“Losing a car on the M1 seemed to become a regular occurrence.”


FISTICUFFS were common at RL matches, it went with the territory.

However Rotherham were on the wrong end of some particularly rough stuff away to Middleton in Leeds in 1990.

“The match was significant because of the amount of thuggery and violence from the home team,” notes Stuart Sheard.

“There were many off-the-ball incidents resulting in injuries to Rotherham players.”

Following the game three Rotherham players gave up the sport for good.

RUGBY League enthusiast and author Stuart Sheard hasn't given up hope that the sport could be revived in Rotherham.

“I personally think it could,” he says.

“The difficulty in Rotherham is finding a group of people who can see a future for it.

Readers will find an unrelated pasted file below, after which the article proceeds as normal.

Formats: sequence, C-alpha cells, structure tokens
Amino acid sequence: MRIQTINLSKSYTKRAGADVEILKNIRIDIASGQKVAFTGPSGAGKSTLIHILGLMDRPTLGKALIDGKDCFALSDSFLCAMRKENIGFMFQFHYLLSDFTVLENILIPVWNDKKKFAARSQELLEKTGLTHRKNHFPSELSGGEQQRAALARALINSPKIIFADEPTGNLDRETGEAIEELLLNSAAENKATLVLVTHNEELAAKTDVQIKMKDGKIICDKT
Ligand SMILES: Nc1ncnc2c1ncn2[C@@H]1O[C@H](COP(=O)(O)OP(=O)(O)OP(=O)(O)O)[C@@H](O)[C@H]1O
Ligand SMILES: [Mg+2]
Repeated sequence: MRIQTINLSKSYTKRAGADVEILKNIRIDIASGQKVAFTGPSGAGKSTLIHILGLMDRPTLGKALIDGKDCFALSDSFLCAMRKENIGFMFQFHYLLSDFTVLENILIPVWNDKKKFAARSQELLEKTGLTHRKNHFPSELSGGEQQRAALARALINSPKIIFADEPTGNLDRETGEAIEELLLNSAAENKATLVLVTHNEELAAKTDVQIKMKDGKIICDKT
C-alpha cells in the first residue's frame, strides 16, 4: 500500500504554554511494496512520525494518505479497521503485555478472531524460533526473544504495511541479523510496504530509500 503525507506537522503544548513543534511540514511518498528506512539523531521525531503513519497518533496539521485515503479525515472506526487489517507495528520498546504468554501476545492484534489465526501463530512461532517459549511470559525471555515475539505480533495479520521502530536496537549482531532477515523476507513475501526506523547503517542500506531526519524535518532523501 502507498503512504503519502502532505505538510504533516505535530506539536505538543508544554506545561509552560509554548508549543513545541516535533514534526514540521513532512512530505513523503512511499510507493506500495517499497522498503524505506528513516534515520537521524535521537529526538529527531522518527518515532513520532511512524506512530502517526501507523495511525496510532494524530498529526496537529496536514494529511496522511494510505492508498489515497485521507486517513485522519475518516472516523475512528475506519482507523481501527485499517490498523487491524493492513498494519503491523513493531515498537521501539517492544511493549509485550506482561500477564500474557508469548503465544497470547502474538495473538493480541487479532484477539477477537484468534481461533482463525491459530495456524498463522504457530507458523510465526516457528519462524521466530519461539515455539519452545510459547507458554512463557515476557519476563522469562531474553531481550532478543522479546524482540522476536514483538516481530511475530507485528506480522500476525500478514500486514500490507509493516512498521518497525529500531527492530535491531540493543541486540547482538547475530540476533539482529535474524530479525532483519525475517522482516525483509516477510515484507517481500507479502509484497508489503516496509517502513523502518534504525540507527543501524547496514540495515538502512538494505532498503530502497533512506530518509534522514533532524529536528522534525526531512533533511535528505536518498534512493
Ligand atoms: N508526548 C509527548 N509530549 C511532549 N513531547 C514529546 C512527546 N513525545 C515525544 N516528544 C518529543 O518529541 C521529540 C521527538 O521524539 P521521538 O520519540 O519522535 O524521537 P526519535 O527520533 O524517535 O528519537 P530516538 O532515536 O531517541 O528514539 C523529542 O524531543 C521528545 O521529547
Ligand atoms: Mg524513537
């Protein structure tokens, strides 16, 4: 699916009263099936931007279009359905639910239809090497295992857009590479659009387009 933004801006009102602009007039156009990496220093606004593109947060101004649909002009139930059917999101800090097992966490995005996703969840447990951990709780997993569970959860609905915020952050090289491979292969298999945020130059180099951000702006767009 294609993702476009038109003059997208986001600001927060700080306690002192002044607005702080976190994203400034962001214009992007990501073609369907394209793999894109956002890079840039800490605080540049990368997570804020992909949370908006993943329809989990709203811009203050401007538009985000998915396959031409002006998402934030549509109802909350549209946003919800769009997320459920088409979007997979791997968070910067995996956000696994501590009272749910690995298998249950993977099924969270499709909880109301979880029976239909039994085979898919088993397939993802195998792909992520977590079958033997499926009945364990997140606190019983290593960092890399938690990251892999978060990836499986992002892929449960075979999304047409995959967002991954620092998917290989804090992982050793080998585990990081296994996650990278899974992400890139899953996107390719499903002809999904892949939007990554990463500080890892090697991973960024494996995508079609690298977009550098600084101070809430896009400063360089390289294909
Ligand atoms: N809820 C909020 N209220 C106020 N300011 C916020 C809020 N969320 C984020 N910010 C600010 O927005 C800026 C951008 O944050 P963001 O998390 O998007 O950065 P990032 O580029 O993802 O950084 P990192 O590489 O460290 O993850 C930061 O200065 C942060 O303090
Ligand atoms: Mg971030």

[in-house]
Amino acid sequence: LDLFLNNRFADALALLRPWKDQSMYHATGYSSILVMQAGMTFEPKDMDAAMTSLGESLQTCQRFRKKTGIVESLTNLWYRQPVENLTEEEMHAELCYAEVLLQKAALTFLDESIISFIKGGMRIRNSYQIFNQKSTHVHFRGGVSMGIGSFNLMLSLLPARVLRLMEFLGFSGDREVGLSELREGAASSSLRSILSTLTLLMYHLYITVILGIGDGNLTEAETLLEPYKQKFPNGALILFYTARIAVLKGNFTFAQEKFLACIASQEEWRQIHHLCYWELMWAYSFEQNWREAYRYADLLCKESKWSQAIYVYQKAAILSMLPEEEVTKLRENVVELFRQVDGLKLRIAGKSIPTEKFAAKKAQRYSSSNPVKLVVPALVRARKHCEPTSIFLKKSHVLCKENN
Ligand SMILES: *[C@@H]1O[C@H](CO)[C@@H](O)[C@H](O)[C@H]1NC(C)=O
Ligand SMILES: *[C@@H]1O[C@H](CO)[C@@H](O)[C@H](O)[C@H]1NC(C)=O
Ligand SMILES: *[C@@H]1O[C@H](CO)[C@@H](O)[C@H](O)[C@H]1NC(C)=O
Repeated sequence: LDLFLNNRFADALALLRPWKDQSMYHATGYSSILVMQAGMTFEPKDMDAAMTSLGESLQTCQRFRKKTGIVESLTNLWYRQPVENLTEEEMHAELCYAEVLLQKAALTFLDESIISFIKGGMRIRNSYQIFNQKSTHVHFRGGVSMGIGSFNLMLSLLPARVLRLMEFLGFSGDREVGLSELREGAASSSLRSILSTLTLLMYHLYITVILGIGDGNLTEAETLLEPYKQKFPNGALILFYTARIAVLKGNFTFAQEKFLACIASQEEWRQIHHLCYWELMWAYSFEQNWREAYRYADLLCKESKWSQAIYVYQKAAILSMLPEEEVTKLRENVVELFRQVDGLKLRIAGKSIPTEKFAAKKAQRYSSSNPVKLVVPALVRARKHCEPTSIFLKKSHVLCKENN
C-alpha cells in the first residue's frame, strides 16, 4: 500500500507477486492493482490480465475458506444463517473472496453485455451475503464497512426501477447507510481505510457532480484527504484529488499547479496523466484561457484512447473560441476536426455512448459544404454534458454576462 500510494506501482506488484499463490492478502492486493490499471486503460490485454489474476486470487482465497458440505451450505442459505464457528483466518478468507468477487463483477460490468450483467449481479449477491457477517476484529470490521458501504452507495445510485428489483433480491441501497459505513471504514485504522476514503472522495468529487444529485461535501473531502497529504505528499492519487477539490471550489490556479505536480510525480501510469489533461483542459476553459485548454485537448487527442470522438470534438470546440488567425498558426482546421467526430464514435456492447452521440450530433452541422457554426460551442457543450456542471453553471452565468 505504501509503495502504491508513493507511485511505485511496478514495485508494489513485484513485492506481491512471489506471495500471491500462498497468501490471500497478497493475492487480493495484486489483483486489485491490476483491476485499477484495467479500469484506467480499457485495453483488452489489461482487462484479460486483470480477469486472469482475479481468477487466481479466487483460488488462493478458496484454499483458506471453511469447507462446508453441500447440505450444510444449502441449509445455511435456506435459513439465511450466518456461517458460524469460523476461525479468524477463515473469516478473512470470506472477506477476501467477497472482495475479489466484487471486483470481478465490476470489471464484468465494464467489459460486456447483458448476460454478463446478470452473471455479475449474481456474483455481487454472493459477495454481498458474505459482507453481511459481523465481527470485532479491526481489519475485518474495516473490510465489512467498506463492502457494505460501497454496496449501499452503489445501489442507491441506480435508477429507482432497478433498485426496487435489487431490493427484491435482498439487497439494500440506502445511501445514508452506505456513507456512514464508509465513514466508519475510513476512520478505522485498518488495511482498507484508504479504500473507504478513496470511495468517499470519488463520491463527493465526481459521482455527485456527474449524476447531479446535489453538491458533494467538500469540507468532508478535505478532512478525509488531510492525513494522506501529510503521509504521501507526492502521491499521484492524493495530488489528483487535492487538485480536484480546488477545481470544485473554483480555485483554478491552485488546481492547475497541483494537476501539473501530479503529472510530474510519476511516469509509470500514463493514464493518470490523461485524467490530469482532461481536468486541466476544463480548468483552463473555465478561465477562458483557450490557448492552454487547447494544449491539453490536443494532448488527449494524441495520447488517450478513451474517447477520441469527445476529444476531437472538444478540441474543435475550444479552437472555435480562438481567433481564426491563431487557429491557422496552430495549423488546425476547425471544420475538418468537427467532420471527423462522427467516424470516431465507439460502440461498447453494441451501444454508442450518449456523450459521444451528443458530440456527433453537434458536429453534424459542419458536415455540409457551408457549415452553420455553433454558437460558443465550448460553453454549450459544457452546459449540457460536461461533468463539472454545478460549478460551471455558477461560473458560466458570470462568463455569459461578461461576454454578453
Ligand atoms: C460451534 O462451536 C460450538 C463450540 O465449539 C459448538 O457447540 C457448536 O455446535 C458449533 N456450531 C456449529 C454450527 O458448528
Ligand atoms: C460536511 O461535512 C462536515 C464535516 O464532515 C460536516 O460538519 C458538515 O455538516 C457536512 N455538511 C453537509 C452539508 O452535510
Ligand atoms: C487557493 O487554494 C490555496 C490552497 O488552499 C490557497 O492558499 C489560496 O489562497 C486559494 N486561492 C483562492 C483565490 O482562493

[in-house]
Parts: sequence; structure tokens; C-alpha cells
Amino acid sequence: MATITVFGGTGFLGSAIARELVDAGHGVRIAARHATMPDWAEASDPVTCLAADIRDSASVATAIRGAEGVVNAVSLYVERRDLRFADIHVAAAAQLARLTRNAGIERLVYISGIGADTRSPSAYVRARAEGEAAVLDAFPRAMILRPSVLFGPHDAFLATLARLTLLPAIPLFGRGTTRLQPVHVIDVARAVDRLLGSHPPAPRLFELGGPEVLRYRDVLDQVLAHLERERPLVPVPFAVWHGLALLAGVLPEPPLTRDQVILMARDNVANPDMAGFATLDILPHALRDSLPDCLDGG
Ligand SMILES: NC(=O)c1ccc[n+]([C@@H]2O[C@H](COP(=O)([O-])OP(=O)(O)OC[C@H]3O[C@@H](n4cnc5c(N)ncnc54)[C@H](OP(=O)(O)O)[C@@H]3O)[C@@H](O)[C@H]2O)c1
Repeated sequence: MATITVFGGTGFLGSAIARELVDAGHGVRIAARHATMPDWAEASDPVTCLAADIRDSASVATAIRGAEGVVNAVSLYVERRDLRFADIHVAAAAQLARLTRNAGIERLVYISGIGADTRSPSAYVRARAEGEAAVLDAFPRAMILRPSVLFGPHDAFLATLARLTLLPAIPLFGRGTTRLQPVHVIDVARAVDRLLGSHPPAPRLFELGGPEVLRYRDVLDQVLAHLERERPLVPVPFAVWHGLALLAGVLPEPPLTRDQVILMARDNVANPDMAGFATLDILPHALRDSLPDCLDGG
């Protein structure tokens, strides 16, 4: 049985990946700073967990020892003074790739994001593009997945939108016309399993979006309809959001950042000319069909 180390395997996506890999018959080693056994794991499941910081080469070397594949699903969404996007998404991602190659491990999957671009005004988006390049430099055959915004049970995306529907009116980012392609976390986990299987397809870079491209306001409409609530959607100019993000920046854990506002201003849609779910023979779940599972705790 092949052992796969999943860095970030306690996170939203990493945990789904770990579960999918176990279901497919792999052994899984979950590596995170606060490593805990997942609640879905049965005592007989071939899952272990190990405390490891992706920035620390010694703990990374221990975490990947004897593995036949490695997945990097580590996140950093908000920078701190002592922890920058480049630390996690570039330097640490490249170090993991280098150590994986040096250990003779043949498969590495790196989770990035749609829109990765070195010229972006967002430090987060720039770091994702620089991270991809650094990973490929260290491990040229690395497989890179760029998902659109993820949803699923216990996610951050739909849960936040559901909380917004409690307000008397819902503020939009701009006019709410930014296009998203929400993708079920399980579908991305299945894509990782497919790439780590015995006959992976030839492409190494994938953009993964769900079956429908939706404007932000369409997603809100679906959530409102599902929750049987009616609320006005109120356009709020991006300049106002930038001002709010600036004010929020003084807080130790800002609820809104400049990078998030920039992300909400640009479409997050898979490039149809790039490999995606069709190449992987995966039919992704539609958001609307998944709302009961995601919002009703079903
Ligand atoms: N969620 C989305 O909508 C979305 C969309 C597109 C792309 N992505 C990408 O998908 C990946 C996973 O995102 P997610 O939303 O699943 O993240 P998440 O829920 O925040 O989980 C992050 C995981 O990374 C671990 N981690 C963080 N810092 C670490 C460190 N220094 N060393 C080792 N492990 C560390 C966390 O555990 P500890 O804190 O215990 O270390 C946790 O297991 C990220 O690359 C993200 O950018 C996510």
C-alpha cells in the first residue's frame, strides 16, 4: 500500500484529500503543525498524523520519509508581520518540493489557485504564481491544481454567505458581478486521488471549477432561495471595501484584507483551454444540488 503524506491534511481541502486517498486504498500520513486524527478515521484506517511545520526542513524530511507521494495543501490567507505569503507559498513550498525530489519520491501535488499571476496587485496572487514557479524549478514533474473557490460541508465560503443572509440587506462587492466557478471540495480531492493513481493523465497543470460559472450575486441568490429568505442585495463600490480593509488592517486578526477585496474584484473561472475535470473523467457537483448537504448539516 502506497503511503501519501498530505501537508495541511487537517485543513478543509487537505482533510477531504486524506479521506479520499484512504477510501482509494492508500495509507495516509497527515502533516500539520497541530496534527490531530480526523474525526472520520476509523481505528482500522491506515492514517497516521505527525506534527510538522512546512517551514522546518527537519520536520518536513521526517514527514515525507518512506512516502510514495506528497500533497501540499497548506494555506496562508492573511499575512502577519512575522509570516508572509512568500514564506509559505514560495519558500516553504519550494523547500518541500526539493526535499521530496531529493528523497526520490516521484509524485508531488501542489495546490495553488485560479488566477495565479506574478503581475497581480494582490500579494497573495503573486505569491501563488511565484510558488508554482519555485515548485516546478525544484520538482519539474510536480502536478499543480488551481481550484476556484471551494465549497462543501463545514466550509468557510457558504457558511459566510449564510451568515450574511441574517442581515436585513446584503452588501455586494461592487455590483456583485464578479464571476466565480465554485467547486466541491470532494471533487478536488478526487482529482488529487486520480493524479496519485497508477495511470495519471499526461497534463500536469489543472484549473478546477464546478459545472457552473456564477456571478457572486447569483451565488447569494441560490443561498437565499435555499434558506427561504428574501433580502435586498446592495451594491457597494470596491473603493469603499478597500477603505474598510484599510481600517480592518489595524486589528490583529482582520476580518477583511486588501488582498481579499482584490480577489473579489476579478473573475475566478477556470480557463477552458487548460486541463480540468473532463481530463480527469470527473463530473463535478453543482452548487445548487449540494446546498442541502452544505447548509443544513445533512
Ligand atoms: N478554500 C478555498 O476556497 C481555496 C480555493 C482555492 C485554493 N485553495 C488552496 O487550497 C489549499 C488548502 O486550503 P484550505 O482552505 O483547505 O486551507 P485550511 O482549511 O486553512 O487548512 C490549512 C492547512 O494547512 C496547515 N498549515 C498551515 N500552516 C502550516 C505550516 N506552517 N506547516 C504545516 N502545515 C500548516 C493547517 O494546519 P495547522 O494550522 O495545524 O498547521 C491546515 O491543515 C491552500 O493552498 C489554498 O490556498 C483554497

“It's OK a few blokes getting together and saying, 'we'll have a team,' pulling in a few mates and forming a team, but it's not sustainable.

“You need people really committed to keeping it going and building a club, not just a team.

“It's hard because when people think of sport in Rotherham they think of Rotherham United, but rugby league can still be revived.”


Darryl OsborneJoined in the mid-1980s. Made a massive contribution to RL in Rotherham on and off the field, making more than 130 appearances and kicking over 280 goals. Later became first team coach, the director of rugby and was instrumental in the club's re-incarnation in the 1990s.

Andy Tyers
His career with Rotherham lasted more than 20 years. Made more than 200 appearances in different spells at the club as well as playing professional rugby league for Doncaster, Sheffield Eagles and Keighley. Was club coach  for a number of seasons and was responsible for recruiting Jordan James, Rotherham’s only Super League player.